The standard investor playbook says that if you think we are heading toward a recession or a crash, you should sell financials, consumer discretionary stocks, and cyclicals and buy defensive stocks. The most classic defensive plays are consumer nondiscretionary stocks. As the name implies, these are companies that make products that people will buy regardless of the economy. Good examples of consumer nondiscretionary stocks would be supermarkets or consumer products companies like Unilever or Procter & Gamble.
Financials and market crashes generally don't mix
Finding a financial stock that will perform well during an economic disaster like a market crash is tougher. Crashes cause the economy to slow, credit to deteriorate, and banks to call in loans. Bank stocks will generally underperform. So will real estate investment trusts (REITs) as the economy deteriorates.
Insurance stocks will see the value of their assets deteriorate as credit problems pile up. Even fintech stocks will get hit, if only because they will correlate with the market.
Falling markets mean increased trading volume
When you think of a market crash, the first thing that should come to mind besides falling prices is increased trading volume. Increased volume increases revenue.
We have already seen the Nasdaq exchange perform during the COVID-19 pandemic. During the second quarter of this year, when markets were in absolute turmoil, Nasdaq saw a 12% increase in revenue and a 39% increase in earnings per share. This was driven by a 22% increase in market services revenue, which comes from trading and clearing.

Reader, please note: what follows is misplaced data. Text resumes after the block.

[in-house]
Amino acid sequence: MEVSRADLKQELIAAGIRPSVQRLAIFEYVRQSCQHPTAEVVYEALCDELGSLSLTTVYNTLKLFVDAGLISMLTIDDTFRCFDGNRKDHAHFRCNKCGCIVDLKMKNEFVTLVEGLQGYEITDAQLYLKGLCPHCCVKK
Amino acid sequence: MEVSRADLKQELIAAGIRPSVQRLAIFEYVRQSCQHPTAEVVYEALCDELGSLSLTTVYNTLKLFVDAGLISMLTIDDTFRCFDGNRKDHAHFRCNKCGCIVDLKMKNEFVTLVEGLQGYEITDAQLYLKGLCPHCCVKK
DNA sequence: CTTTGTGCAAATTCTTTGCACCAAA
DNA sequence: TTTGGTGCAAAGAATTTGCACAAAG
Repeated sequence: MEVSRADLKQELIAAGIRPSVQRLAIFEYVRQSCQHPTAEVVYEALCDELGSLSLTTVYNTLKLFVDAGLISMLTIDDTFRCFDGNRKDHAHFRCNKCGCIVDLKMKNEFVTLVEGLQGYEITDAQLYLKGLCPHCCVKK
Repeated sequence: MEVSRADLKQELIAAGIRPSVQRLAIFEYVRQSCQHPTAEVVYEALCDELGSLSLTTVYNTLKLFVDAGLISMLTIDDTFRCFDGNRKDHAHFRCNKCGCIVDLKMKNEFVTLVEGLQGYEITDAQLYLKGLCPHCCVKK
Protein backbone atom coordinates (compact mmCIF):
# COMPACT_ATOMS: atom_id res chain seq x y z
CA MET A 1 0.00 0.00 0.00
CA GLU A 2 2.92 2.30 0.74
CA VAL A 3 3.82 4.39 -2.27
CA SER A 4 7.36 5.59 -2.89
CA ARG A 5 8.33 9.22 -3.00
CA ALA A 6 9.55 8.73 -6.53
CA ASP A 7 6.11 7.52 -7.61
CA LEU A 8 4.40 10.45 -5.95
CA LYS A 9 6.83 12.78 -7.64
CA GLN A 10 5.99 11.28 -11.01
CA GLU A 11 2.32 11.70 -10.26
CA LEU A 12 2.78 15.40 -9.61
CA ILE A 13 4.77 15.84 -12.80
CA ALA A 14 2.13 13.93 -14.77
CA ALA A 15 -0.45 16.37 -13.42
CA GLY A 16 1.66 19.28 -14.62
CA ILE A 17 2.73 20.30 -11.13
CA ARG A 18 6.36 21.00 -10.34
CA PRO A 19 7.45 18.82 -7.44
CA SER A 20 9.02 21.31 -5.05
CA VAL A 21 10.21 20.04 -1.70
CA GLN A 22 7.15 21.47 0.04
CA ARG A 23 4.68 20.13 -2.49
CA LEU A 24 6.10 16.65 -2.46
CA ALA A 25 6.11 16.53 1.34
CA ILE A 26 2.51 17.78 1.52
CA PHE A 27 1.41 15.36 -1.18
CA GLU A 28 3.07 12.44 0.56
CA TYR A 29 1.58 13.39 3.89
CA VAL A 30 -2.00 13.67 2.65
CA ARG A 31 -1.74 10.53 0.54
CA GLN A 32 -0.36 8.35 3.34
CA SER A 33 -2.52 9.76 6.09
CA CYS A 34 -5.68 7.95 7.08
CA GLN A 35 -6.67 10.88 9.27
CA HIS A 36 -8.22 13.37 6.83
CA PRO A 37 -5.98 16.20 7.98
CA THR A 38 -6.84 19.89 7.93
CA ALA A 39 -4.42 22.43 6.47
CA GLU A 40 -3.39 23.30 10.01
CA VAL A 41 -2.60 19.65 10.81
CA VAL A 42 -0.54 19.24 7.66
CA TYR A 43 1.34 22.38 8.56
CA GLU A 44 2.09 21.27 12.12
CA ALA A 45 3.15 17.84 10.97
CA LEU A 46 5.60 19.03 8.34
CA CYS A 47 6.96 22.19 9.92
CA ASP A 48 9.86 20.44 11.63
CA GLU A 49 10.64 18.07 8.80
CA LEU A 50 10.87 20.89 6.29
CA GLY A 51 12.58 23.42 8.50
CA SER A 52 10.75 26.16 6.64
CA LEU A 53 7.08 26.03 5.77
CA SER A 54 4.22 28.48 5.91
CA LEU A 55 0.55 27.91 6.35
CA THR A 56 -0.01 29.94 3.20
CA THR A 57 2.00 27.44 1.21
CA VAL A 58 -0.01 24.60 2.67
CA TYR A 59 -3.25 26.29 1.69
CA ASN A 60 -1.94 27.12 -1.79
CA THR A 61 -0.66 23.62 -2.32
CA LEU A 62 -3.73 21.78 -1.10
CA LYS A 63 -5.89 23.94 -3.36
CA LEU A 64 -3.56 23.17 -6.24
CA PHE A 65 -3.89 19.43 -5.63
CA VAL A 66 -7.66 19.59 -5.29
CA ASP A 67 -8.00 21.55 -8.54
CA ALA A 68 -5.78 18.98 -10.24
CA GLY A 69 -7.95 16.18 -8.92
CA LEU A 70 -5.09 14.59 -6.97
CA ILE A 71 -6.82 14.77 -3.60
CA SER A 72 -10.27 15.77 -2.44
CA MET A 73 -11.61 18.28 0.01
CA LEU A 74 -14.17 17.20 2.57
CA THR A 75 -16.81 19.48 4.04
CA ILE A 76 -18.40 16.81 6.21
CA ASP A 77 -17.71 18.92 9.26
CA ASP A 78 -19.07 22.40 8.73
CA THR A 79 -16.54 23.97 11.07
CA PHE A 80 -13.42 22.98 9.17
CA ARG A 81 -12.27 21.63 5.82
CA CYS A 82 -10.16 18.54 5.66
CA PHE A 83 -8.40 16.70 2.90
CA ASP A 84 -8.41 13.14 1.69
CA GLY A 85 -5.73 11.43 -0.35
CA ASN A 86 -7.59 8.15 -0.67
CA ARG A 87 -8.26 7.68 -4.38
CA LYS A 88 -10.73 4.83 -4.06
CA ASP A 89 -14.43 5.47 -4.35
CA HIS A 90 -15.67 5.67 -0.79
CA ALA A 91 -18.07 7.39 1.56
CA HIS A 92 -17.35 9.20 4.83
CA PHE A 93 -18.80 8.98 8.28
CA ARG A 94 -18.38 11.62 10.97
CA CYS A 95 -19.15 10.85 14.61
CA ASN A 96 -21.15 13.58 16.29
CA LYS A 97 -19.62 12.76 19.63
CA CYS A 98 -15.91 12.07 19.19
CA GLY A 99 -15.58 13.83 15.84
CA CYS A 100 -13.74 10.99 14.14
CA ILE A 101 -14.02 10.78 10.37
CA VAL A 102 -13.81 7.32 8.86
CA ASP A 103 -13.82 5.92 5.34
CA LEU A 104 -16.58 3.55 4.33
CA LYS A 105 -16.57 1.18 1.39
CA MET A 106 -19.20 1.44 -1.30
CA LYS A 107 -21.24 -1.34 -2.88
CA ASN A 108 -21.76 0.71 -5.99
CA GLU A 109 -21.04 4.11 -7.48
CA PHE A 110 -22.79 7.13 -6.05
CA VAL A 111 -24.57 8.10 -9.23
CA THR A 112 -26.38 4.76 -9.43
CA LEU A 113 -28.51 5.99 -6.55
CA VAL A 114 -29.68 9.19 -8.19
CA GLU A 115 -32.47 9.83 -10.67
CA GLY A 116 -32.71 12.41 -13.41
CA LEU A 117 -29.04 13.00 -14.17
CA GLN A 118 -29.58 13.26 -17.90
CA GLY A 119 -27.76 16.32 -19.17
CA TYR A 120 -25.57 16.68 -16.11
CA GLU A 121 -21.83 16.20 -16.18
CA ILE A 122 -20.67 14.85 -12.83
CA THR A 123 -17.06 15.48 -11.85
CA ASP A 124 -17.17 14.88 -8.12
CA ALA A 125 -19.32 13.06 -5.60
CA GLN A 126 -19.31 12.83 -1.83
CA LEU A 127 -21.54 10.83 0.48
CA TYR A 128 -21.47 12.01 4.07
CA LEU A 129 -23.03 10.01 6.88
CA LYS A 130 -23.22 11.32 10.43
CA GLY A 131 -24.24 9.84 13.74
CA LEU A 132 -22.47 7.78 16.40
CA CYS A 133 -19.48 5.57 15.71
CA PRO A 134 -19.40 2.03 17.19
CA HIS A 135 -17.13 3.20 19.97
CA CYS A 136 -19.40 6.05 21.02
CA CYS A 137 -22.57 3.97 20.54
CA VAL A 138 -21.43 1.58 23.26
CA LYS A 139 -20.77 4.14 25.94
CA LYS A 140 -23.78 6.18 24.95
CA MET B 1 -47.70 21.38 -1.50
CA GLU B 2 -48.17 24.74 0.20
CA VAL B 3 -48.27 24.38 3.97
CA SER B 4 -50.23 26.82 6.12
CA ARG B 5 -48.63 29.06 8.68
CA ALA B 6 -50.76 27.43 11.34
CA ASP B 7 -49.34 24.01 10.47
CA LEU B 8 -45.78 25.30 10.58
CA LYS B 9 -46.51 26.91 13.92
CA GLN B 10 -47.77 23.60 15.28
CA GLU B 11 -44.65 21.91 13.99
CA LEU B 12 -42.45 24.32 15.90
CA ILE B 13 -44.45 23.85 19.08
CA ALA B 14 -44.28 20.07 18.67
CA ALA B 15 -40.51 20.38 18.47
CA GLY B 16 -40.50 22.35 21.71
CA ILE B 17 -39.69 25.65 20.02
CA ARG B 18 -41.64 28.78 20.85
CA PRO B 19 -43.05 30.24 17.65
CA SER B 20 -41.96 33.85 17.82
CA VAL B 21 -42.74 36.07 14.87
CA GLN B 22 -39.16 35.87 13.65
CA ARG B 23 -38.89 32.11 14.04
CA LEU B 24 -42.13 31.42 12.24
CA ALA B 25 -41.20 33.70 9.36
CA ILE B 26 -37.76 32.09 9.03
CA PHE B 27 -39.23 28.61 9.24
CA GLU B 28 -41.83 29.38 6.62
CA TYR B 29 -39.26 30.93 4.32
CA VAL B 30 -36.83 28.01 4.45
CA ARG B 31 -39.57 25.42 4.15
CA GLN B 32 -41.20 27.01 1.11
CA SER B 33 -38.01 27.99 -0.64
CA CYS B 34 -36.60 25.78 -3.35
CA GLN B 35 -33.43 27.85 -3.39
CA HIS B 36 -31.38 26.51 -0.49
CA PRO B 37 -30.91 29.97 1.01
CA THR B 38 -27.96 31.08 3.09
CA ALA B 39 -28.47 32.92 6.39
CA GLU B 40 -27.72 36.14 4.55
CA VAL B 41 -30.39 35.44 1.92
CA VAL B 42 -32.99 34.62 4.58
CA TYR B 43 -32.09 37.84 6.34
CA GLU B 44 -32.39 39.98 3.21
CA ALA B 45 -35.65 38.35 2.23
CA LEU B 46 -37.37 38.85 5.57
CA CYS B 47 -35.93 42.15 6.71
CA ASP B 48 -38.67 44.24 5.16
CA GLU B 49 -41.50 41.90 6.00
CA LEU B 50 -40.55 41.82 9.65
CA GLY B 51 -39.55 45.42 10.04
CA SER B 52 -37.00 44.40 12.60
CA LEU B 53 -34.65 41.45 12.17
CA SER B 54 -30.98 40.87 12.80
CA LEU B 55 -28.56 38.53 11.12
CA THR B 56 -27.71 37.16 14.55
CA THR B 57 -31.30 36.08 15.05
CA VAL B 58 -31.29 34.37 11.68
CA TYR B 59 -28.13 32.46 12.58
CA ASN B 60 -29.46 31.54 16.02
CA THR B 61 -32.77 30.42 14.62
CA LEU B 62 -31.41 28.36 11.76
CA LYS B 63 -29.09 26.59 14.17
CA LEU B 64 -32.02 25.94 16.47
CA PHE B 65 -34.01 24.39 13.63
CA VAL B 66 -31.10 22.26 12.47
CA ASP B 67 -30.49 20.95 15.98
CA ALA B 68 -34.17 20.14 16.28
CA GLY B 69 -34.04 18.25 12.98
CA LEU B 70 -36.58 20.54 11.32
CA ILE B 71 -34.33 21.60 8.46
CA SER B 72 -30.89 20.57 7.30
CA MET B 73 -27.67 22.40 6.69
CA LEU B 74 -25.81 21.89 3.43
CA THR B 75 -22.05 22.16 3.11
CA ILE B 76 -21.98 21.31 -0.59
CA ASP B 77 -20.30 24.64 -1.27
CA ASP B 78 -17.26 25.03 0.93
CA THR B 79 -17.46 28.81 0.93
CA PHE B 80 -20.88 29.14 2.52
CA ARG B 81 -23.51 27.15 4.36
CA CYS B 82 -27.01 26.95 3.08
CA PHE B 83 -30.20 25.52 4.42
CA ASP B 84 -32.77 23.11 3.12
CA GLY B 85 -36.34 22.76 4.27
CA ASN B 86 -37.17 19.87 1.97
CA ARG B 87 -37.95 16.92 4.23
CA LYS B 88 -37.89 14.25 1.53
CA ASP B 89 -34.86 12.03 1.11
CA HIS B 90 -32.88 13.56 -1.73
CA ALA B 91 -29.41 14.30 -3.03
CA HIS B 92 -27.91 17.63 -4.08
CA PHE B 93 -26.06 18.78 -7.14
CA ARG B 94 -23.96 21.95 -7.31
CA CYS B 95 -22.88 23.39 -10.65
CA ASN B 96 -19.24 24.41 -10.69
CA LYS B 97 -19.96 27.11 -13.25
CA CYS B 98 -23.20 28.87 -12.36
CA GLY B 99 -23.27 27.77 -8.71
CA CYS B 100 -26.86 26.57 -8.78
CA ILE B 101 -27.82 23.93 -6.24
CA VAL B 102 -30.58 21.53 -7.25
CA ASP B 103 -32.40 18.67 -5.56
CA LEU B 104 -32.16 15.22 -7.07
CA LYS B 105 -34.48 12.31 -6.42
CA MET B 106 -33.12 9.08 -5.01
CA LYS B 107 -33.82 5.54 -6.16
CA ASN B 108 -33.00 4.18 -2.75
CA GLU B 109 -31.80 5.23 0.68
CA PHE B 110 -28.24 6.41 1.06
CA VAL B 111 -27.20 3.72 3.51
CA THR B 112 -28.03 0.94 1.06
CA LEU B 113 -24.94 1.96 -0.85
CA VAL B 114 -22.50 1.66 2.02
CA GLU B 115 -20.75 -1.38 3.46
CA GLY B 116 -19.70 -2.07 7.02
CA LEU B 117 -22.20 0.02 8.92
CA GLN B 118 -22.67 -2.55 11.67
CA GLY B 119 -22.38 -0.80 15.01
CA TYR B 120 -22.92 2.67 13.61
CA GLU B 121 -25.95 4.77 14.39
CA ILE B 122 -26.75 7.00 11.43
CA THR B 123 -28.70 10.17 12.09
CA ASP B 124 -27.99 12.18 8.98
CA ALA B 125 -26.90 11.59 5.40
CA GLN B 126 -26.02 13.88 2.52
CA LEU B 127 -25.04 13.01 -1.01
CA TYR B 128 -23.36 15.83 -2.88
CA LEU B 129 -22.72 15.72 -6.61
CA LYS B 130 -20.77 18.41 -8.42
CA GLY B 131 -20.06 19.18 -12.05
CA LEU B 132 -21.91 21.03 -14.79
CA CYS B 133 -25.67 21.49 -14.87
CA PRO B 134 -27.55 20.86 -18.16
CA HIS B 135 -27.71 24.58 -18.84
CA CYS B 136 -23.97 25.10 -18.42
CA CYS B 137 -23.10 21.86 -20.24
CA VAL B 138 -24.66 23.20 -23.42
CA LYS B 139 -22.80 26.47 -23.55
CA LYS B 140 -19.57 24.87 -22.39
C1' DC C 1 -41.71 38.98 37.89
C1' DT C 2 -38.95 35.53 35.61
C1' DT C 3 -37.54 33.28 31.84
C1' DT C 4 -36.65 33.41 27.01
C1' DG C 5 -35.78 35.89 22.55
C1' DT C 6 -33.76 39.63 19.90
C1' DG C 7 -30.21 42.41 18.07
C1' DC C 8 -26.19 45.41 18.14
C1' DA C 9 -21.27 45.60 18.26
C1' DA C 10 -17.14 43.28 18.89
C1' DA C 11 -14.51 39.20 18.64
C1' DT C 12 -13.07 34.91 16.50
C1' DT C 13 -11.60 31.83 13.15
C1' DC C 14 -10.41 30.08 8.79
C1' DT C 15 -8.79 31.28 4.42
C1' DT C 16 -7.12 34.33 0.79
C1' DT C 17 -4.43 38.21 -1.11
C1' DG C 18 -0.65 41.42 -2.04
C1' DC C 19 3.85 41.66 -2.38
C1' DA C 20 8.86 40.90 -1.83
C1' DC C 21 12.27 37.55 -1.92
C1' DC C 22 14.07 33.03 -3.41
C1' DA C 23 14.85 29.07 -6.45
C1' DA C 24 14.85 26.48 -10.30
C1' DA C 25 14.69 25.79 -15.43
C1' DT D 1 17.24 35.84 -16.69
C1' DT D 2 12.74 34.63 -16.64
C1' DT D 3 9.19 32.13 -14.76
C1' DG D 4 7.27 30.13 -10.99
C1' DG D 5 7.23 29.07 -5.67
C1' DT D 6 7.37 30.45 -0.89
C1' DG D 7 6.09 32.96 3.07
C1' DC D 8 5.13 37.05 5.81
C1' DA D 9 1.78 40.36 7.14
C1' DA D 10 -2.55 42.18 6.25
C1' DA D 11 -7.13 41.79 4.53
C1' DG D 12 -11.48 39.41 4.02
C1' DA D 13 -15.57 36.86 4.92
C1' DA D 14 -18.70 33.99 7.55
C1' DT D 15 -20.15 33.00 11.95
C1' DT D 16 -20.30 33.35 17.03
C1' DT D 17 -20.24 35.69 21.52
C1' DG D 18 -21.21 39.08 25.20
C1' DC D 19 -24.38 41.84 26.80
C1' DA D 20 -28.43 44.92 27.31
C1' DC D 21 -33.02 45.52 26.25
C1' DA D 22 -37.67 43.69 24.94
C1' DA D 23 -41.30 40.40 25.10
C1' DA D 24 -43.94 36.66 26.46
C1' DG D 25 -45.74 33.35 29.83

The stock is up 21% this year, easily outperforming the financial sector.
Nasdaq does have some diversification
Besides the namesake exchange, Nasdaq also operates the Swedish OMX stock exchange and has a few other lines of business. Corporate services provides outsourced investor relations functions as well as corporate governance solutions. Companies that are looking to cut costs might find these services attractive. Information services provides data to end-users, while market technology provides infrastructure services to various stakeholders including banks and other exchanges.
Certainly, during a market crash there will be increased demand for data and perhaps infrastructure services.
Why Nasdaq over the other exchanges?
What about some of the other exchanges? CME Group (NASDAQ:CME) probably won't benefit much from a market crash in equities. Yes, CME Group has some equity exposure, but the main drivers are its interest rate products. With interest rates already at rock-bottom levels, volatility has been sucked out of that market, which is depressing earnings. The Intercontinental Exchange (NYSE:ICE) will benefit from a market crash with its holding of the New York Stock Exchange, but the mortgage arm probably won't see much of an impact. Rates are already at 0%. Finally, the Chicago Board Options Exchange, owned by Cboe Global Markets (NYSEMKT:CBOE), should hold up as well, by virtue of its VIX products. The VIX (aka the Volatility Index) spikes during market crashes, which will drive trading in the product.
Nasdaq trades at 22 times estimated 2020 earnings per share and has a dividend yield of 1.5%. Unlike traditional consumer nondiscretionary stocks, which have been around for decades and generally grow at the overall speed of the economy, Nasdaq has a bit more growth, which is a plus. Of course, in a market crash, you generally want to avoid the financial sector to begin with. But if you are worried about a crash, and don't want to completely eliminate the financial exposure in your portfolio, an exchange like Nasdaq could be a good choice.